I don’t know if we will or we won’t, but that is almost irrelevant.  Everything Verne said was just what I needed to hear.  I have made a conscious choice to own my own horses, to do my own training, and to commit to the process and animals I have.  Giving up when you hit the hard spots can sometimes be the right choice, but at other times you have to just keep plugging away with the faith that with enough persistence, even the roughest of surfaces wear smooth.  If my goal was simply to get to Grand Prix, or to finish a USDF Silver or Gold Medal, I could do that….but the fastest route would be a totally different path than the one I have taken.  I haven’t chosen to lease a schoolmaster, or to buy a big mover, or even to devote my training energy and tack time 100% to dressage. And for these reasons, I have become (in my opinion) a more robust equestrian.

When I returned to my trailer at the Longfellow show, I was untacking and unbraiding Anna, who hungrily mowed down the grass of the field we were parked in.  My neighbors returned, elated, victorious; they had finished their first ever dressage tests at a rated show.  The horse owner saw me and said, “wow, I saw your test, and your horse was amazing!  It was such a great ride!”

“Thanks,” I smiled, knowing even without having seen the results that it was probably just another 58%.

“We actually rode right after you in the same ring,” she continued, flushed with excitement. “And when we saw you cantering on the diagonal, and then doing one of those changes, we totally panicked, because that wasn’t the test we knew!  Your horse is just beautiful.”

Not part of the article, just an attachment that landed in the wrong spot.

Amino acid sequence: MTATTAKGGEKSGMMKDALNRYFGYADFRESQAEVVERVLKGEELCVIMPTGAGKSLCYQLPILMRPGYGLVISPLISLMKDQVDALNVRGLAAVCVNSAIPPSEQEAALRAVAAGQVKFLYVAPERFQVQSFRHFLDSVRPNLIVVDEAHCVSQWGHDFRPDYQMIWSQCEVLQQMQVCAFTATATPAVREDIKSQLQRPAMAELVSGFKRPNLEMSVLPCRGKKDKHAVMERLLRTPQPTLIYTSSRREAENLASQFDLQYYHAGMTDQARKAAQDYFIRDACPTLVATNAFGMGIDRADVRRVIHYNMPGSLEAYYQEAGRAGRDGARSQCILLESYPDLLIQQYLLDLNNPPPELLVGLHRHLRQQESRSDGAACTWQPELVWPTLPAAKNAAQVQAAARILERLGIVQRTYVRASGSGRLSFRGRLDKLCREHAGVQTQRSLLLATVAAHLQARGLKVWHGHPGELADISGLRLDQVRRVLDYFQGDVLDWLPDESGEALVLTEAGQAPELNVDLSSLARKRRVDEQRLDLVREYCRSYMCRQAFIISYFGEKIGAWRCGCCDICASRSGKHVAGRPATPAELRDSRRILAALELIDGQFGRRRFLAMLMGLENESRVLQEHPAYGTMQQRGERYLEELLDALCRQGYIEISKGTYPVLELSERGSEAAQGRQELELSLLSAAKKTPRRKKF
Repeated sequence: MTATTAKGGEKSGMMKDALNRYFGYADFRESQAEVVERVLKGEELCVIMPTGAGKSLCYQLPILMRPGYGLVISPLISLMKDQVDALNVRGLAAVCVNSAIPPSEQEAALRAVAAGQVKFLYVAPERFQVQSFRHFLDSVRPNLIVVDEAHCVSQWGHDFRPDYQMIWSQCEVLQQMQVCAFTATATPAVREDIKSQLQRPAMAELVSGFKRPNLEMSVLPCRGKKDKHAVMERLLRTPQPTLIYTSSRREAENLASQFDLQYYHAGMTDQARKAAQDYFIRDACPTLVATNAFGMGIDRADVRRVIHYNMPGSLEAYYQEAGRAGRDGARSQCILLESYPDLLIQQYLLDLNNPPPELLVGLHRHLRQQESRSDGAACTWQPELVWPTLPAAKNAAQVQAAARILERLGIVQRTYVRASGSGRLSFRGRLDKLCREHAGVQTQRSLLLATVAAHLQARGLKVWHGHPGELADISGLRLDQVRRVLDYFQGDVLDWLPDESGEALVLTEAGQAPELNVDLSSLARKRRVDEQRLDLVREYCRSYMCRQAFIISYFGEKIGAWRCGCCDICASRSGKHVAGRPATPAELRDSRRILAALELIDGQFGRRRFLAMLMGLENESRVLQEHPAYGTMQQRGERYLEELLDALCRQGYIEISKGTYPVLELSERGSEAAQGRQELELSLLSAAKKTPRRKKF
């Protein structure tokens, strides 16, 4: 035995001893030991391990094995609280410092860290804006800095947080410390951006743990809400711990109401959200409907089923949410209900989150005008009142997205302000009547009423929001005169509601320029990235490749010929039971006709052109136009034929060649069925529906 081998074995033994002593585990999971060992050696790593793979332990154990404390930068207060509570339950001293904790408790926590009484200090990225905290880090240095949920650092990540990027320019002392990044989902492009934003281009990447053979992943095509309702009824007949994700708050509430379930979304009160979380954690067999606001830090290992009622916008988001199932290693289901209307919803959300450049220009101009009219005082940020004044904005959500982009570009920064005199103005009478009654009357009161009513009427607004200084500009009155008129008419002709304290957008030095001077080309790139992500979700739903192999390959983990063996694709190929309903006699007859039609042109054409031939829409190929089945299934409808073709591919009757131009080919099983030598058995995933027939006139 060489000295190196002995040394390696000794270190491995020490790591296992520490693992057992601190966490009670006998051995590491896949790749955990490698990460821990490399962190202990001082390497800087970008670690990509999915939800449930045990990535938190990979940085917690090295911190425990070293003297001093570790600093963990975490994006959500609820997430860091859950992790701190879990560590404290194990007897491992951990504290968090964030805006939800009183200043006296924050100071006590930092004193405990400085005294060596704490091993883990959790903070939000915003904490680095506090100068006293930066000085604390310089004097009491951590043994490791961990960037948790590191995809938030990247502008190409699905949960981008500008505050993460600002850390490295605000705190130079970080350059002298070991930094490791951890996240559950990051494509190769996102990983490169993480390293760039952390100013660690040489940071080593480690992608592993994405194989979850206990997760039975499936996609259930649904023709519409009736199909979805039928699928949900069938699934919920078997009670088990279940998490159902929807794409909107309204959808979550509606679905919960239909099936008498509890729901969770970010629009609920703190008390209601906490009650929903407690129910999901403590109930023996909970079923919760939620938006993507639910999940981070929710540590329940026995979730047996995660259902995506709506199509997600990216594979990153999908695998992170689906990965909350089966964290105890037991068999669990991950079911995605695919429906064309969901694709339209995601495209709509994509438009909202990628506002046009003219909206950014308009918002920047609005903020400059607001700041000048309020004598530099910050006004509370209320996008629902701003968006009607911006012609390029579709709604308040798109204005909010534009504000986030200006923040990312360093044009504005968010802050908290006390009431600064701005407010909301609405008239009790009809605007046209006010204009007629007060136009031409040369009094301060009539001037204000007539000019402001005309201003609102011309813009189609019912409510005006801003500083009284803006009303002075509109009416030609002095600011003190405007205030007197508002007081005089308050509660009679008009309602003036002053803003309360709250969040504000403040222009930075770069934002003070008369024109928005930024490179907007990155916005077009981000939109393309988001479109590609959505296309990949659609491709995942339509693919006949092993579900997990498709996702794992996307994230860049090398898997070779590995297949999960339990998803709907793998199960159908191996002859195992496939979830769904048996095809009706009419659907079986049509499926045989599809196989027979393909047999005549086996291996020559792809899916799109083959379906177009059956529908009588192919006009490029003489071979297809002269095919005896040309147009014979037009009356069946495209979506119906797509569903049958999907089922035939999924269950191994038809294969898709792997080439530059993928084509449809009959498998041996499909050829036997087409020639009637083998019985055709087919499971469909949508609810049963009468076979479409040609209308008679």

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She is kind of beautiful.  🙂

I guess I didn’t really hear her then, but in retrospect I appreciate the comments more now.  Why are we doing this silly sport, this art, called dressage?  It can’t be just for the score…because the score only represents one moment in time. You have to do it for the day to day victories, and for the incremental improvements which show that your horse is progressing.  My horse does flying changes.  And she half passes.  And she is starting to understand the double bridle.  We may be working on many elements still, but there are many others which she does well.  She received 7’s on her walk pirouettes; Verne thinks they should be 8’s.  My horse is a Third Level horse.

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This was after finishing our first ever Third Level test.  I have to remember it is the journey which matters most!

So while other people may be diving into the deep end, don’t mind me.  I’ll just be over here in the shallow end, gradually creeping my way into the deeper water. A little better than marginal, but not quite yet sufficient.

 

 

 

 

Keeping Up With the Jones’

I think every other photo or post on my social media stream is of someone’s baby horse doing some amazing accomplishment.  Whether they are winning on the line, learning to wear tack, or being taught groundwork basics, these youngsters just seem to be high achieving go-getters.

For one example, here is an excerpt from a recent sales post for a 2 year old Connemara cross (same age and cross as my Izzy):

“…Training so far has included all ground manners (cross ties, clips, loads on trailer and trailers well, leads, lunges, stands for farrier and vet, bathes, free jumps).  She has had a lot of saddle work as well as bridled (and longed in tack with no drama)…”

The mare looks lovely and has obviously had a busy spring.  But as I read the ad in early July, I have to admit that I felt, well, inadequate, in terms of my own work with Izzy.   At that time, Izzy’s resume was nowhere near so robust.

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Look, we cross tie like a grown up horse.